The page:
"Who Needs A Vacation" was a strong contender for a higher position, but in the end, it was a combination of two major issues that brought this story down: The submission wasn't very clean, and it had no real ending. The story itself was sharp, and it draws the reader in right away, but it seems like a part of larger work where we understand that the story has a larger point. As it is, there isn't much to this story, and it left this reader, at least, wondering why I had been given such an ineffective ending when I had begun to invest interest in the characters. As with Turner, I believe this story could have been a lot sharper with a couple more revisions.

"Evolution" was not a bad story, but I rated it lowest because I trouble with the basic premise. A Borg trickster is an intriguing idea, and knowing Atimen's talents, I was disappointed he didn't take this in a more interesting direction. I had a very hard time believing that the Borg Queen would grant individuality to any drone; we've already seen the lengths she'll go to recruit fallen Borg in various episodes of Voyager and First Contact.

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Reviews from VAdml. Hollis:

> 4 The Missing Statue

> By Danzia

This is a complete story with beginning, middle, and end. It is all linked nicely together and does a great job of being a mystery. I have a real sense of a space port and the characters that inhabit it. All two often everyone in Star Trek wears a uniform. This shows us the civilian side of the Federation.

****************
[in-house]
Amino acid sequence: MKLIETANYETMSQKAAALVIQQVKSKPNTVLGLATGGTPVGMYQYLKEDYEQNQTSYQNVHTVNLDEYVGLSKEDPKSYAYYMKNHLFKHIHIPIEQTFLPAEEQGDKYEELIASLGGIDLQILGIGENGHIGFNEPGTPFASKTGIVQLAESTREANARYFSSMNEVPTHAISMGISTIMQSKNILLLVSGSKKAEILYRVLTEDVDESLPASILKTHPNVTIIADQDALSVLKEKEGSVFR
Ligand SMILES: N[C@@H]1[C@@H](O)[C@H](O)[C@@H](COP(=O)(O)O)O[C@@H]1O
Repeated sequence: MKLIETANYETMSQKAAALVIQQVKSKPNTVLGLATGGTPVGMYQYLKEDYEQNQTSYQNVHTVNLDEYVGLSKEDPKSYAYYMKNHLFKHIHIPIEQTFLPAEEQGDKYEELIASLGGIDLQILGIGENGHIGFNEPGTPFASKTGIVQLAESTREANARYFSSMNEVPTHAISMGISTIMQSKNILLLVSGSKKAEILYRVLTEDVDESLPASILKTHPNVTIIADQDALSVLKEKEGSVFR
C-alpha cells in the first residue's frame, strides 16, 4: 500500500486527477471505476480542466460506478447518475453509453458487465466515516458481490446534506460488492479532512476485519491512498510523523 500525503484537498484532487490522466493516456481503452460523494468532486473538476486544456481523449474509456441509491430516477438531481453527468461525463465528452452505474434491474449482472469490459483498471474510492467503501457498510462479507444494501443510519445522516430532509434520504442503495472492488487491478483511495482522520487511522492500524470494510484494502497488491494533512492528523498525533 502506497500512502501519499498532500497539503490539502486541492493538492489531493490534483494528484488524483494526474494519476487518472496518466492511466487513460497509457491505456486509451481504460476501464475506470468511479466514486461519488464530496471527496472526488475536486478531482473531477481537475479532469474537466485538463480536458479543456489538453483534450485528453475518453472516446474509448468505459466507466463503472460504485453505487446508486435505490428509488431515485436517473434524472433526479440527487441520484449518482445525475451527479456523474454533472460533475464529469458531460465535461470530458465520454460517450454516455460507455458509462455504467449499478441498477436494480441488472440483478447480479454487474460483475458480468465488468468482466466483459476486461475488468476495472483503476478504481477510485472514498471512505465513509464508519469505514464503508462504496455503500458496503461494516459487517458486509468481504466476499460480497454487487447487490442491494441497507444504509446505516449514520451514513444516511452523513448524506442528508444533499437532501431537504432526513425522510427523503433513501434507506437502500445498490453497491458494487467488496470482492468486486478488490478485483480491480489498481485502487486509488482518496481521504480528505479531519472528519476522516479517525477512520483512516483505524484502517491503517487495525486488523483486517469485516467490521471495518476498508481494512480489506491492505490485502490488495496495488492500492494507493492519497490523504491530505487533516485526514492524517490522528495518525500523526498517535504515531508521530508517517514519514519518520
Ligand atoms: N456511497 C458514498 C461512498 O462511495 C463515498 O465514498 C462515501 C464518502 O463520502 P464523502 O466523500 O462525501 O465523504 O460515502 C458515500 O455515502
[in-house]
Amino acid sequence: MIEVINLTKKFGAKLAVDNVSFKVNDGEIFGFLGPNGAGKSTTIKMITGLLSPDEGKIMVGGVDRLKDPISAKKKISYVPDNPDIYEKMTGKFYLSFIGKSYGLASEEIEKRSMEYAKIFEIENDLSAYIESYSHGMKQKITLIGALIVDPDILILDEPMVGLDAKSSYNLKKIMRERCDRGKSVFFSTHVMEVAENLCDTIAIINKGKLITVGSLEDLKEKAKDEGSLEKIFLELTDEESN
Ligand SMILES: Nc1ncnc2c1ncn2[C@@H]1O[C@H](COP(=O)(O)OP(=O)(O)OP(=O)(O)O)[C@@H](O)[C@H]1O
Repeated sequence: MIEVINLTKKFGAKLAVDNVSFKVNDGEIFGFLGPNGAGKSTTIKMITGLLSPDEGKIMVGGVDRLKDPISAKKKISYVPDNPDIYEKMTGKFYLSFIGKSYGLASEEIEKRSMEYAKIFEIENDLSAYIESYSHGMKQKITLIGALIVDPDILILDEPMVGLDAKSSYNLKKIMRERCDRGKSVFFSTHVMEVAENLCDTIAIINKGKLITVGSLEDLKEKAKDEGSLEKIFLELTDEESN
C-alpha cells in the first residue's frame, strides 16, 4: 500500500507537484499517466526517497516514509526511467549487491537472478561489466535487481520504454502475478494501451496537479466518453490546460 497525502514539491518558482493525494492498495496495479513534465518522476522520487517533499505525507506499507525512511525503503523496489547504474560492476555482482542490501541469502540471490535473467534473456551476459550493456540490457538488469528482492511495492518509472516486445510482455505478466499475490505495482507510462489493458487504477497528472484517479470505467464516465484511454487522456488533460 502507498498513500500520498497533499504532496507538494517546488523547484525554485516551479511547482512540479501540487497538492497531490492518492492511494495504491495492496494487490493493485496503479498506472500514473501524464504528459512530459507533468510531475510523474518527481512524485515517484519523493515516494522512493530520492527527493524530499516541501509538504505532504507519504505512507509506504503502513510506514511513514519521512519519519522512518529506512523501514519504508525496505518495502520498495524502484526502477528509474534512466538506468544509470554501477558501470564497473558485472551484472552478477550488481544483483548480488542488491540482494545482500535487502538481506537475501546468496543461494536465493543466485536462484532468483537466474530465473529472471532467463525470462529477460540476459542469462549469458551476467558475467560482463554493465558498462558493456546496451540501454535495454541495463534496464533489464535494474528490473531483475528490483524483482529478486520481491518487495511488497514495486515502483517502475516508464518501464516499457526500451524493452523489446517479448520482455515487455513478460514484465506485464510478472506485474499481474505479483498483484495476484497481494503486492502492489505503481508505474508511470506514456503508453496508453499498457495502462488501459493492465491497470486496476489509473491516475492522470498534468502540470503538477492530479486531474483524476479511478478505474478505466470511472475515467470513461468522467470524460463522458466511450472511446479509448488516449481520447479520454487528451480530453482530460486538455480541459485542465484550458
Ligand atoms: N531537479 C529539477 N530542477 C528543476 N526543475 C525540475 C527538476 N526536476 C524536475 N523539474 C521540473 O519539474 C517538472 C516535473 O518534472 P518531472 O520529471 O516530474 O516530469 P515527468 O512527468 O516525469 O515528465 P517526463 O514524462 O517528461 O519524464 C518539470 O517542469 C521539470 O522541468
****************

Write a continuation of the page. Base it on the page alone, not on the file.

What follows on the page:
Characterization is strong. Plot is good. My only complaint is it ends to Conveniently. I put this down to the word constraints. Also I would suggest defining the statue a bit better at the beginning. I thought this was a beautiful statue of some size up until the end when it turns out to be small and ugly.

I could hear Bogart (or a female version of him) as I read the story.

> 3 Evolution

> by Nemitor Atimen

This reads like early scifi of the 50s. It has real energy and ends badly for the main characters. Saul is a great character. I kept thinking Heinlein as I read it. I consider Heinlein Iconic, but not not always the best story. The story is choppy and the ending is confusing, until you realize that maybe the Borg wasn't entirely sterilized. I liked that it reached for a goal that was perhaps beyond what the writer could easily reach.

> 2 The Little Monkey

> By Toni Turner

Very nice story. Turner understands children very well and little monkey is the perfect word for her character. I'd say Turner wins if this was purely theme. The story is a bit syrupy, but to that I say good for Turner. We live in a day and age when it seems everyone strives for darkness and disturbing. A dozen other writers might have turned the father into some sort of abuser.